[NOTEBOOK]Health Care Standards For Better CareWhat would happen if you went shopping for television sets and found that the quality of sets of the same make differed at every sales outlet you visited? It goes without saying that the manufacturer would have to explain itself and compensate customers.
Can such equalization of quality be achieved in the medical sector?
Dr. Earnest Codman, a U.S. surgeon in the early 20th century, tracked his patients and analyzed the effectiveness and side effects arising from his surgical methods. After conducting the study, Dr. Codman in 1910 made public his treatment record and proposed that the medical community set standards for medical care.
His proposal was neglected by the medical community for more than 40 years until the U.S. Joint Commission on Accreditation of Healthcare Organizations came into being in 1951.
The independent, non-profit organization evaluates and accredits nearly 80 percent of health care organizations and programs in the United States. Hospitals undergo the evaluation voluntarily and shoulder the expense because the certification they get from the evaluator serves as a standard for customers in deciding which hospital to select.
But even in the United States, which has such a thorough appraisal system for medical institutions, 40,000 to 98,000 people die every year from bad medical care. This figure, released by the U.S. National Academies' Institute of Medicine, only takes into account deaths attributed to preventable medical mistakes such as doctors' misjudgments or negligence.
If deaths that resulted simply from patients not receiving top-quality care were added, the number would be far greater.
What is the situation in Korea? Korean people still have a great penchant for "doctor-shopping," looking for excellent doctors. That is a legacy of traditional Oriental medicine, where doctors pride themselves on their "secret formulas." Why are Koreans sticking to the old habit when they are looking for doctors of modern medicine educated in exactly the same science?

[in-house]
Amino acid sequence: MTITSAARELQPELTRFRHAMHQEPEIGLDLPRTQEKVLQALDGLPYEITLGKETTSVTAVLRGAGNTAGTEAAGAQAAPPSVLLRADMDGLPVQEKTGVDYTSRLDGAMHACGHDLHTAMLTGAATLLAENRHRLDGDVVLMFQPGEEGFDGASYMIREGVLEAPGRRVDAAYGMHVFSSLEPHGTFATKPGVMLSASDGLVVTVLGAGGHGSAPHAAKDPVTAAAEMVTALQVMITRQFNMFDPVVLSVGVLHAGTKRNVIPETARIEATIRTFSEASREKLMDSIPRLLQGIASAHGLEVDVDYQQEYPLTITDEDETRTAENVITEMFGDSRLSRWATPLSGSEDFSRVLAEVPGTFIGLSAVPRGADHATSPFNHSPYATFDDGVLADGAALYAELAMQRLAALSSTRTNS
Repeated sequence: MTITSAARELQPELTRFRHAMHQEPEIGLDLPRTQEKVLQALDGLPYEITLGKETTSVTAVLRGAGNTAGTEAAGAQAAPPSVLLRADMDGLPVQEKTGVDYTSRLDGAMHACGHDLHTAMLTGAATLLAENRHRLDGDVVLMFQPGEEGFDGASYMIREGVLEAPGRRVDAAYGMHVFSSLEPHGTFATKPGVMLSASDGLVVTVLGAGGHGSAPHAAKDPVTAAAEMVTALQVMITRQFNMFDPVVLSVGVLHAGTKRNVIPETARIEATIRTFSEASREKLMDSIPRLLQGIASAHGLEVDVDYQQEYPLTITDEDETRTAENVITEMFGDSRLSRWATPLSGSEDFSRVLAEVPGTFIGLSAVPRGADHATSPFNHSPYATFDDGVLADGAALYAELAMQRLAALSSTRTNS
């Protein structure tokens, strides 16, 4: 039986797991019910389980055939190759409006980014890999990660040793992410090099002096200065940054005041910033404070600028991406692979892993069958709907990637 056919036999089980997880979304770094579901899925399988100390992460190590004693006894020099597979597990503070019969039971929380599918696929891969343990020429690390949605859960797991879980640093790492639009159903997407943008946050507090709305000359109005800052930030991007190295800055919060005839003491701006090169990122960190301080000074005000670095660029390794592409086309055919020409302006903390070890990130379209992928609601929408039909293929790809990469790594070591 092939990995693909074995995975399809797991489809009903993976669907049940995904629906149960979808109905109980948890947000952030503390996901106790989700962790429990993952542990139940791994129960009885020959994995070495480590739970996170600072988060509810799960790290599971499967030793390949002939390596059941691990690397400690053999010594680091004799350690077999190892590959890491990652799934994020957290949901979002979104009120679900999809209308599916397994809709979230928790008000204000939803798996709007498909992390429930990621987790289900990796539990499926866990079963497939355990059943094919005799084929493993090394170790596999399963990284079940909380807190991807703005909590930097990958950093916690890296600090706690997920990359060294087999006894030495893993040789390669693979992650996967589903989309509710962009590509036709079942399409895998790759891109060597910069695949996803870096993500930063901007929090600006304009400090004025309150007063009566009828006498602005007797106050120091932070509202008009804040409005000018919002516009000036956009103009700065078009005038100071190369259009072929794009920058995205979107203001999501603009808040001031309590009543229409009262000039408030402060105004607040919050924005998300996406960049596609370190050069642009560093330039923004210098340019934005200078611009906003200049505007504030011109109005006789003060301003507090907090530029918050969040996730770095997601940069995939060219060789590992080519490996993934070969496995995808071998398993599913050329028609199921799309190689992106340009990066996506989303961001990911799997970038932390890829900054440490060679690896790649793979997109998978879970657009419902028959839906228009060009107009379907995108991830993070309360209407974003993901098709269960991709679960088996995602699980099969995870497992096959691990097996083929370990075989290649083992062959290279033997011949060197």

The reasons can be summarized in two points. One is that the quality and effectiveness of care vary among doctors and hospitals. In other words, the fate of a patient depends on which medical institution or doctor he chooses because medical care is not standardized or equalized.
The other reason is that hospitals and doctors do not make public their track records. Patients are running about in confusion, looking for a false image of an "excellent doctor" because they do not have access to information about doctors and hospitals.
Industrial countries have been developing guidance for clinical treatment since the 1980s, trying to assess whether doctors' treatment is effective (efficacy of clinical treatment), whether there is any gap in the standard of treatment offered by doctors and hospitals (standardization of treatment) and whether treatment is cost-effective (economy of medical care).
Let's compare the United States, which has established clinical guidelines, with Japan, which has not. For operations on patients with myocardial infarction, Japan shows a success ratio of 90 percent, with an average hospitalization of 25 days, while the United States recorded a 98 percent success ratio with one week of hospitalization. Clinical standards contribute absolutely to saving expenses as well as enhancing the quality of medical care.
I regret that government measures to save on medical costs seem to focus solely on detecting false or illegal medical bills claimed by doctors. Such measures may help reduce leakage in the finances of the medical insurance system. But how can the government bridge the chasm of distrust between doctors and patients?
Isn't it more urgent that the government sets standards for evaluating proper care to ensure economy and efficiency before pointing the finger at doctors?
The writer is deputy information & science news editor of the JoongAng Ilbo.
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